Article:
Seventeen years spent on the family farm.
Home from school to the shock of my room packed on the porch.
My baby book, framed pictures of perfectly posed horses, trophies and ribbons, horse magazines with my name inside, plaid button up shirts on hangers, my well worn saddle, dirty spurs, bridles, the futon where my friends used to crash, huge log bed, tv stand, belt buckles, cowgirl jewelry spilling out of my best jewelry box, jeans, pretty pink jammies, and piled on top was my A.j.P.H.A. Letterman jacket with my best cowgirl hat.
The contents of my entire life outside without warning.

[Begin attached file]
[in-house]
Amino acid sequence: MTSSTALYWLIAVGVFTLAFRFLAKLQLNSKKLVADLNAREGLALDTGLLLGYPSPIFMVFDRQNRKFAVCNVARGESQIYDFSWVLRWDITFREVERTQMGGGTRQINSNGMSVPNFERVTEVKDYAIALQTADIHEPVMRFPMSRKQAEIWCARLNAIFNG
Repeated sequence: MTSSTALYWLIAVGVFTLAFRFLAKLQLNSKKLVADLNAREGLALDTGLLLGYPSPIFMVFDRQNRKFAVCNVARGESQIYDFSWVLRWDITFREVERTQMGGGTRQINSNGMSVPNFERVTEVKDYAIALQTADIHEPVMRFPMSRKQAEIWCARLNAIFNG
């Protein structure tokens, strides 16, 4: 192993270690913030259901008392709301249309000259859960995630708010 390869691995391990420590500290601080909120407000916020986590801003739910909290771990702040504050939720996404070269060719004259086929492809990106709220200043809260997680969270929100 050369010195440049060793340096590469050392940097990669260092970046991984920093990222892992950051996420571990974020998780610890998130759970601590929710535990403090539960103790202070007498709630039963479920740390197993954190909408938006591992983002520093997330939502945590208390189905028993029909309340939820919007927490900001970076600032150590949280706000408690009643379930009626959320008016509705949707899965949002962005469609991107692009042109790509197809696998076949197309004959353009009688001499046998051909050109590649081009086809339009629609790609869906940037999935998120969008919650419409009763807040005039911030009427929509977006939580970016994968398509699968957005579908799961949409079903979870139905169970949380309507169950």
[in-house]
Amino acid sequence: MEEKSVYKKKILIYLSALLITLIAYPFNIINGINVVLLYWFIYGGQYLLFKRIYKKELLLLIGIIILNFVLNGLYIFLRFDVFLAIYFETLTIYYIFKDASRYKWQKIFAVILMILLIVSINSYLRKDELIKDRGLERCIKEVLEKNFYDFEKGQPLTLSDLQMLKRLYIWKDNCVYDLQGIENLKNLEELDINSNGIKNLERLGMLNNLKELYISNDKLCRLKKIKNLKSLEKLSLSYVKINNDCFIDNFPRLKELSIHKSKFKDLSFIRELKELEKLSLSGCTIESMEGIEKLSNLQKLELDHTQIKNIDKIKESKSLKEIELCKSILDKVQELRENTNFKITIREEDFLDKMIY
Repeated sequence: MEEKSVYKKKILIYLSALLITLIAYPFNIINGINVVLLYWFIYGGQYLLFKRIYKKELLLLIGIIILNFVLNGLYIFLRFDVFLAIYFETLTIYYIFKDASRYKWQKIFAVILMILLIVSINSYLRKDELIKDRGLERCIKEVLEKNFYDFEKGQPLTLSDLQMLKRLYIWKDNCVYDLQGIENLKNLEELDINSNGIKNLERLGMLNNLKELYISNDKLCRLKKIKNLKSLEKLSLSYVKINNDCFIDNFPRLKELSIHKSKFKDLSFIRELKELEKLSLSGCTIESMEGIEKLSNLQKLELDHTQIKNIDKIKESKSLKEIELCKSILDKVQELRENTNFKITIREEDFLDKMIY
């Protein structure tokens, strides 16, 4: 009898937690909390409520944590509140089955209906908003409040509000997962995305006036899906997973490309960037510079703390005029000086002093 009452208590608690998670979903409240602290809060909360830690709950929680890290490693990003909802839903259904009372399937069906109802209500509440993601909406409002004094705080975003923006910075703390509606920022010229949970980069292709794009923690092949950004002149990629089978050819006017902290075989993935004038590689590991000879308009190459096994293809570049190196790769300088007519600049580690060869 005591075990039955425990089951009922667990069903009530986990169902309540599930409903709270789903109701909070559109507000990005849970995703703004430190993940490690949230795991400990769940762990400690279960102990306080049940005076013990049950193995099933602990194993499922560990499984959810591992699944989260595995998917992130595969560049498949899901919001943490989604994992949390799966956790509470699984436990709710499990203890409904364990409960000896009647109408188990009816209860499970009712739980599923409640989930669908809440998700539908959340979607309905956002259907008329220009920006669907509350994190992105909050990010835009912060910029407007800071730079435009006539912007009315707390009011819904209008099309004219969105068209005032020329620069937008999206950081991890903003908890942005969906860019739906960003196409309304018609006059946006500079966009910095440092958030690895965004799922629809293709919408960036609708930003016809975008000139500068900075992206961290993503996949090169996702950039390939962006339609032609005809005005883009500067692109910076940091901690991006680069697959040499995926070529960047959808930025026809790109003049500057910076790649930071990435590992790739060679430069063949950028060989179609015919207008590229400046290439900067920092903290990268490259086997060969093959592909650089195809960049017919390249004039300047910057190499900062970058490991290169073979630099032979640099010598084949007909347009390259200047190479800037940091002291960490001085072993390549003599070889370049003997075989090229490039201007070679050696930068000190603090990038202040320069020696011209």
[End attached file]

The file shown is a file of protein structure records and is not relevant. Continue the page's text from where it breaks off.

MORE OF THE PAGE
My egg donor demanding my house key and saying it’s time for you to go now.
I was 17 when you were born and now I have my life to live she said.
My college plans cancelled, but the woman who bore me graduated college four years later.
My heart cracked like the dried puddles in that driveway on the dead end of Ellis Road.
Heave ho to work I’d go, determined and still received my diploma months later.
Where I’d go, nobody would know.